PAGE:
Refugee Families


22nd Anniversary of the UN International Year of the Family


In commemoration of the 22nd Anniversary of the UN International Year of the Family, the Women's Federation for World Peace, International and the Universal Peace Federation sponsored a forum, "Supporting Resiliency in Refugee Families," which was held on November 21, 2016, at the ONE UN New York Hotel, across from the UN Headquarters.

The first session, "Setting the Framework," was chaired by Alexa Ward, WFWP International Vice President.


Mr. Ashraf El Nour, Director of the International Organization for Migration (IOM) UN Office, emphasized the need for policy makers to create "safe and orderly migration measures." He went on to say, "It's important to also look at the implications of migration on the family." 


Mr. Robert Carey, Director of the Office of Refugee Resettlement (ORR), US Department of Health and Human Services, added that refugee resettlement is "an international burden sharing effort" as refugees and their families strengthen our community and our nation as a whole. The vetting process for applicants is both stringent and time-consuming and can take upwards of two years and, in some cases, more than a decade for family members to be reunited.


Dr. Rima Salah, Chair of the Early Childhood Peace Consortium, stated that refugee families can be powerful agents of change and transformation, a beacon of resiliency and hope. She stated that the United Nations has been instrumental in supporting countries that host refugees by creating programs that are long-term, inclusive, and empowering, that promote self-reliance, and help sustain family and community life among the displaced.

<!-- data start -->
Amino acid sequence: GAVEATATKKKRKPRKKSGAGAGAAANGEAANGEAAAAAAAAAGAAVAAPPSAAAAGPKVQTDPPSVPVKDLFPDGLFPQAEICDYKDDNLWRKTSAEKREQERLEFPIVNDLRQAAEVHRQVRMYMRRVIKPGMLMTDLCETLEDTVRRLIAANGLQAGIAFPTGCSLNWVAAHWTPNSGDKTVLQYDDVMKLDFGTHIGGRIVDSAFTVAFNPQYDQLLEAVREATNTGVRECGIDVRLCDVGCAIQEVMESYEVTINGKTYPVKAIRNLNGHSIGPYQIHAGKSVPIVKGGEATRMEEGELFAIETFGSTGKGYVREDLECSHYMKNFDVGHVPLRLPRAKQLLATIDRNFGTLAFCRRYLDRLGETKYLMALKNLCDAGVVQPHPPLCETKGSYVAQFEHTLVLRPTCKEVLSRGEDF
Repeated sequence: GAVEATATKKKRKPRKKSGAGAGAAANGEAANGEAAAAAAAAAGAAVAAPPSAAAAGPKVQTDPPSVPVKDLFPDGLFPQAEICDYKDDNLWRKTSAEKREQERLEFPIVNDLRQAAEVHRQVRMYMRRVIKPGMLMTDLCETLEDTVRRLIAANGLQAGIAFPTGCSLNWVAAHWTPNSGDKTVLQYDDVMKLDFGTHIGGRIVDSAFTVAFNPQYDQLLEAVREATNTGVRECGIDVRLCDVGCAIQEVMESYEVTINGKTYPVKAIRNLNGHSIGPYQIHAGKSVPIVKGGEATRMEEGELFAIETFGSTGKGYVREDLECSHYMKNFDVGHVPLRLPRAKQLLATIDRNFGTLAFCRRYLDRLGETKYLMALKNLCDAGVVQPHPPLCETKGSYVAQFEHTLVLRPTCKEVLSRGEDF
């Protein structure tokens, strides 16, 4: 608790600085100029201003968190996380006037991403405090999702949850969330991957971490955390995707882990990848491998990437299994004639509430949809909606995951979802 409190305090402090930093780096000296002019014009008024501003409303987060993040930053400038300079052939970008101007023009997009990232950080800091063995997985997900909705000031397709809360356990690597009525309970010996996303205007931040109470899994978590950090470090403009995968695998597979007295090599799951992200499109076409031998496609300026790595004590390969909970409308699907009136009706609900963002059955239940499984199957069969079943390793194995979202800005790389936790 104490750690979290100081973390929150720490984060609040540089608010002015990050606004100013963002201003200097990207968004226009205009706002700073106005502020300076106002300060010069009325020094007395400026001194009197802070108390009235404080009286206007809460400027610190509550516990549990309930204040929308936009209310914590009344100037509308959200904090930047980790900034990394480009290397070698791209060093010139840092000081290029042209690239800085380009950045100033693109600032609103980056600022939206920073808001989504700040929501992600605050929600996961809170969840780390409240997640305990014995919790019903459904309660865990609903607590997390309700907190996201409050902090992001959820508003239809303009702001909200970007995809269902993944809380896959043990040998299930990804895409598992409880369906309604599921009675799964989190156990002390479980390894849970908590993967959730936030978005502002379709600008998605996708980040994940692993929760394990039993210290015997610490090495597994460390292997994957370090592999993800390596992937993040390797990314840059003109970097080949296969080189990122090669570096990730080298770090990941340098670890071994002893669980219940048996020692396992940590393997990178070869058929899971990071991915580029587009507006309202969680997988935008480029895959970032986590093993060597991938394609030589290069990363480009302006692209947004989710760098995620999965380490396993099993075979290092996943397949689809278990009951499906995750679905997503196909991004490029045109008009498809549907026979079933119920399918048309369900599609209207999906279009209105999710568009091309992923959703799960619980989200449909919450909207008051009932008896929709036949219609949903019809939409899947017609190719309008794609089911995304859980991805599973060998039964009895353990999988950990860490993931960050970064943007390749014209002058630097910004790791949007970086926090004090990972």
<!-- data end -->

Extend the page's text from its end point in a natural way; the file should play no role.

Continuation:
The forum continued with a second session on "Best Practices," chaired by Lynn Walsh, Co-Chair of the NGO Committee on the Family. Kelly Agnew-Bajaras, Director of Refugee Resettlement at Catholic Charities in New York City, elaborated on the complexities of working with over 700 immigrants from more than 60 different countries. "Refugees are not easily categorized," emphasized Ms. Agnew-Bajaras. "Each one has a very complicated past, hopes for the future, idiosyncrasies just like each one of us." Her department provides critical social services, including legal assistance and cultural orientation.


Claudia Connor shared how the International Institute of Connecticut supports and serves refugees and immigrants in resolving the many barriers to self-sufficiency and integration that they face. The IIC provides family-based legal services, micro loans to build credit, recruitment services, education grants and emotional healing programs for victims of torture.


The third session focused on "Personal Stories" from two refugees, and was chaired by Christina Lange, Administrator for WFWPI's UN Office. Batol Khan Mohammad, a native of Afghanistan and a graduate student at NYU, testified that Catholic Charities was instrumental in her successful integration. Despite her difficult personal history of loss, family separation and living under the Taliban regime, Ms. Khan Mohammed ended on a hopeful note, "If I can at least help one person, I'll be happy."


Evelyn Kalangala faced similar hardships, having fled to the Congo and Benin to escape the genocide in Rwanda and eventually gained asylum in the USA. She expressed her hope that orientation for refugees can present a more detailed account of the challenging circumstances they will face. Ms. Kalangala started an organization that helps refugee children create responsible habits at school and at home. "We have to preach forgiveness," she implored. "If we tell people about hatred, that's what they will hear in their life, and the same thing will happen again."